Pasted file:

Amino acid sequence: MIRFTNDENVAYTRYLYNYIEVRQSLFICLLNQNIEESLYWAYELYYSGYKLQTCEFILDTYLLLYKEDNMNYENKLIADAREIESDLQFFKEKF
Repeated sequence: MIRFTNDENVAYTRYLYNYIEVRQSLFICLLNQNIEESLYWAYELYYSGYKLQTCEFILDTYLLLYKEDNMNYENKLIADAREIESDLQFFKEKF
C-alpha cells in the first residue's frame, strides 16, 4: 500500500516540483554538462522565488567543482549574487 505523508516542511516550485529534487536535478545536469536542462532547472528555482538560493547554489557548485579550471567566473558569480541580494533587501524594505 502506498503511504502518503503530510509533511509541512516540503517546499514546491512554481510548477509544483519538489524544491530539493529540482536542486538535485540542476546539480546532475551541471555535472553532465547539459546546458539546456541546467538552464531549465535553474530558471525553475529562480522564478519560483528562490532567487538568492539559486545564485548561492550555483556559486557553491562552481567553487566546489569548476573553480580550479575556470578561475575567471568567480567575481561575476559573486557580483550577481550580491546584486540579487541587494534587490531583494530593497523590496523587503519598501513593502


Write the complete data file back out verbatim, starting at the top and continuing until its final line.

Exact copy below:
Amino acid sequence: MIRFTNDENVAYTRYLYNYIEVRQSLFICLLNQNIEESLYWAYELYYSGYKLQTCEFILDTYLLLYKEDNMNYENKLIADAREIESDLQFFKEKF
Repeated sequence: MIRFTNDENVAYTRYLYNYIEVRQSLFICLLNQNIEESLYWAYELYYSGYKLQTCEFILDTYLLLYKEDNMNYENKLIADAREIESDLQFFKEKF
C-alpha cells in the first residue's frame, strides 16, 4: 500500500516540483554538462522565488567543482549574487 505523508516542511516550485529534487536535478545536469536542462532547472528555482538560493547554489557548485579550471567566473558569480541580494533587501524594505 502506498503511504502518503503530510509533511509541512516540503517546499514546491512554481510548477509544483519538489524544491530539493529540482536542486538535485540542476546539480546532475551541471555535472553532465547539459546546458539546456541546467538552464531549465535553474530558471525553475529562480522564478519560483528562490532567487538568492539559486545564485548561492550555483556559486557553491562552481567553487566546489569548476573553480580550479575556470578561475575567471568567480567575481561575476559573486557580483550577481550580491546584486540579487541587494534587490531583494530593497523590496523587503519598501513593502